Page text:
How to make bland, soulless corporate music

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See also these buggers.



God I love the KLF.


Trailer music is a cousin of “inspirational” corporate music.


When he mentions having to “keep his personality locked away in a cupboard” for his job I note that from the moment I left college I avoided that kind of corporate job. The result is I made less money and was burdened by other stresses.

What he says about the music I’m sure anyone with a basic understanding of theory has already recognized. I probably could have gotten a job composing that kind of stuff, but I would either find my soul even more crushed by making the same song over and over, or get fired for pushing the boundaries too much musically. Surely there must be an AI that produces that stuff by now, no?

And every time he mentions Tottenham Hale station I flash back to this scene:


Thank you (ouch that was sharp analysis) and I finally now have an explanation for exactly why U2 drives me around the bend… from an Irishman… so I’m going to pretend like my attitude is no longer culturally offensive. :smile:


This example immediately comes to mind:

The late, great torrent site had a huge Library Funk section. I downloaded lots of it.

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As a music dabbler, I enjoyed his discussion of theory. It seems it could be boiled down to something like: corporate music follows all the basic composition rules, and only the basic composition rules.

Also, “how do these people survive without punching themselves in the face?” gives perfect expression to a thought that has often wandered through my head.


I didn’t see the video, but let’s see if I got this:

  • Four chord structure
  • Overproduced instrumentation
  • No dynamics, just a constant slightly-too-loud-for-comfort volume throughout
  • Catchy hook but absolutely inane lyrics
  • Written by committee

Bonus points for:

  • The “millennial whoa”
  • Autotune

The Bruton catalogue? That’s an odd choice. I hadn’t heard of it being particularly emotive before.

That said library catalogues aren’t really that different from film compoaitions: themes for particular tempi and emotions in various cue lengths. So there’s no great reason to privilege one over the other as art. I love a Basil Kirchin library record or one of his soundtracks.

Edit: I have a fair few Bruton records and I may have a rather unlucky sampling…

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Thou shall not make repetitive generic music. Thou shall not make repetitive generic music. Thou shall not make repetitive generic music. Thou shall not make repetitive generic music.

Find 3:30 minutes of your life and watch the whole thing. It’s hilarious.


My favourite passage in that book is this implication that it’s impossible for a decent composer to make bland, soulless music:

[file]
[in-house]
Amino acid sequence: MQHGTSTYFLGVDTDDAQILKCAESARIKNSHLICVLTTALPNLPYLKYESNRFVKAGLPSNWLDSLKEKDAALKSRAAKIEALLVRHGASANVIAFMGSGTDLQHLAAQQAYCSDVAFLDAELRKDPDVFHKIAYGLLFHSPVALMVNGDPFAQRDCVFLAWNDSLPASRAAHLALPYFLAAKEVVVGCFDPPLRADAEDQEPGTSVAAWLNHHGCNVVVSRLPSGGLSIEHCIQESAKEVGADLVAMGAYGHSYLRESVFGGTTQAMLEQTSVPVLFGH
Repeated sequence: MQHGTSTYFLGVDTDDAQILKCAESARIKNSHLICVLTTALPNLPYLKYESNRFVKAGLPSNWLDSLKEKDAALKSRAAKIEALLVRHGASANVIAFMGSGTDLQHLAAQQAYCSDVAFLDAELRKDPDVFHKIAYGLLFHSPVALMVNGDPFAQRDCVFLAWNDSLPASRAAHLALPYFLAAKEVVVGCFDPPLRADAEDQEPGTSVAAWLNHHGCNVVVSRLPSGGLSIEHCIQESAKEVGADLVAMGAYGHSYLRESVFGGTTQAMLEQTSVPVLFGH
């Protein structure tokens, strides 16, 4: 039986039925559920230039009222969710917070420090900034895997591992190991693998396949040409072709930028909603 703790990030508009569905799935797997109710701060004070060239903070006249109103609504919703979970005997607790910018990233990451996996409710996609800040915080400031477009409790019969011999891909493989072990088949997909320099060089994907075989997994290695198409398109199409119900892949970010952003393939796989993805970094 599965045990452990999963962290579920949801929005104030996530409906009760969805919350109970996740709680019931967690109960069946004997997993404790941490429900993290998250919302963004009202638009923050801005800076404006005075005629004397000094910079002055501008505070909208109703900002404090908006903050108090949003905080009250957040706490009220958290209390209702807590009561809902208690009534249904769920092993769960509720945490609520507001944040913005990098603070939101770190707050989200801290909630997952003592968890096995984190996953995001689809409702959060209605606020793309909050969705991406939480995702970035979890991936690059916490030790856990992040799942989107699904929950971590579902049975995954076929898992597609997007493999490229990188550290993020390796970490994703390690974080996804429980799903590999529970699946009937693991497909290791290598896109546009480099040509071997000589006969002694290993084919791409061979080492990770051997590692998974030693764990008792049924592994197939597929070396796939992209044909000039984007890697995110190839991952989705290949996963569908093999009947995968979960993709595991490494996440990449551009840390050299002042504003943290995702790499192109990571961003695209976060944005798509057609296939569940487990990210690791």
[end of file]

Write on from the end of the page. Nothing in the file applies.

We await the day with relish that somebody dares to make a dance record that consists of nothing more than an electronically programmed bass drum beat that continues playing the fours monotonously for eight minutes. Then, when somebody else brings one out using exactly the same bass drum sound and at the same beats per minute (B.P.M.), we will all be able to tell which is the best, which inspires the dance floor to fill the fastest, which has the most sex and the most soul. There is no doubt, one will be better than the other. What we are basically saying is, if you have anything in you, anything unique, what others might term as originality, it will come through whatever the component parts used in your future Number One are made up from.


I see your S A W and raise you one

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Who is that scary looking guy, and was he ever on Eurotrash?

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This video feels accurate, and hits very close to home as I am currently digging through a popular stock music site to find music for a corporate video… something that the client might say yes to. It might seem like it’s easy to find the perfect energetic-yet-bland “nothing” music track, but it’s not. It’s fucking hard, and it eats my soul a little every time I go through the process.

Once when working with a big corporate client I managed to get a song by a friend’s band through some of the preliminary stages of review. It was a great track and we were pitching them pretty hard on the ability to license this track from, you know, authentic artists, but in the end they asked for a super bland corporate track by our go-to composer.

Only once did I manage to get a friend’s band featured in a commercial we produced. They were pretty happy to have a well-paying gig, but it’s a shame that’s what many independent artists have to do to scrape by.

Such is life in the land of corporate video.


It all sounds like Coldplay to me.